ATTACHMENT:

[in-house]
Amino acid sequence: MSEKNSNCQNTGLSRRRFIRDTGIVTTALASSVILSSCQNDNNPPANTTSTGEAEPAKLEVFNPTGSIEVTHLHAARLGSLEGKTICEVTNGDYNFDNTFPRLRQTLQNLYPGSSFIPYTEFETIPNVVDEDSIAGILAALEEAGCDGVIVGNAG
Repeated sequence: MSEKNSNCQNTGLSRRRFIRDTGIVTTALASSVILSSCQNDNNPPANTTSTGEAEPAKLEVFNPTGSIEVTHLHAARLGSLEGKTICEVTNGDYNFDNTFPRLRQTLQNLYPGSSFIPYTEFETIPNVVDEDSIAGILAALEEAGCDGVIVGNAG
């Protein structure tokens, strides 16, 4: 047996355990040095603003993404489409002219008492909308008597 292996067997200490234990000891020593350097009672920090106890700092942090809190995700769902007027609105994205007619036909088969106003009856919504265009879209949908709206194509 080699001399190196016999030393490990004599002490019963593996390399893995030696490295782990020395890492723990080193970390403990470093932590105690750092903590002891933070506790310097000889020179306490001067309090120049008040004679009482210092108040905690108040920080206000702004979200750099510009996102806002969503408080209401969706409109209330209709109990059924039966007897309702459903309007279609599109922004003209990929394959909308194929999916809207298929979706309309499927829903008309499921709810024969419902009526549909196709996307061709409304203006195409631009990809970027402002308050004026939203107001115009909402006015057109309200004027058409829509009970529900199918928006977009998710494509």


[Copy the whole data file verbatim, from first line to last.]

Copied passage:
[in-house]
Amino acid sequence: MSEKNSNCQNTGLSRRRFIRDTGIVTTALASSVILSSCQNDNNPPANTTSTGEAEPAKLEVFNPTGSIEVTHLHAARLGSLEGKTICEVTNGDYNFDNTFPRLRQTLQNLYPGSSFIPYTEFETIPNVVDEDSIAGILAALEEAGCDGVIVGNAG
Repeated sequence: MSEKNSNCQNTGLSRRRFIRDTGIVTTALASSVILSSCQNDNNPPANTTSTGEAEPAKLEVFNPTGSIEVTHLHAARLGSLEGKTICEVTNGDYNFDNTFPRLRQTLQNLYPGSSFIPYTEFETIPNVVDEDSIAGILAALEEAGCDGVIVGNAG
């Protein structure tokens, strides 16, 4: 047996355990040095603003993404489409002219008492909308008597 292996067997200490234990000891020593350097009672920090106890700092942090809190995700769902007027609105994205007619036909088969106003009856919504265009879209949908709206194509 080699001399190196016999030393490990004599002490019963593996390399893995030696490295782990020395890492723990080193970390403990470093932590105690750092903590002891933070506790310097000889020179306490001067309090120049008040004679009482210092108040905690108040920080206000702004979200750099510009996102806002969503408080209401969706409109209330209709109990059924039966007897309702459903309007279609599109922004003209990929394959909308194929999916809207298929979706309309499927829903008309499921709810024969419902009526549909196709996307061709409304203006195409631009990809970027402002308050004026939203107001115009909402006015057109309200004027058409829509009970529900199918928006977009998710494509």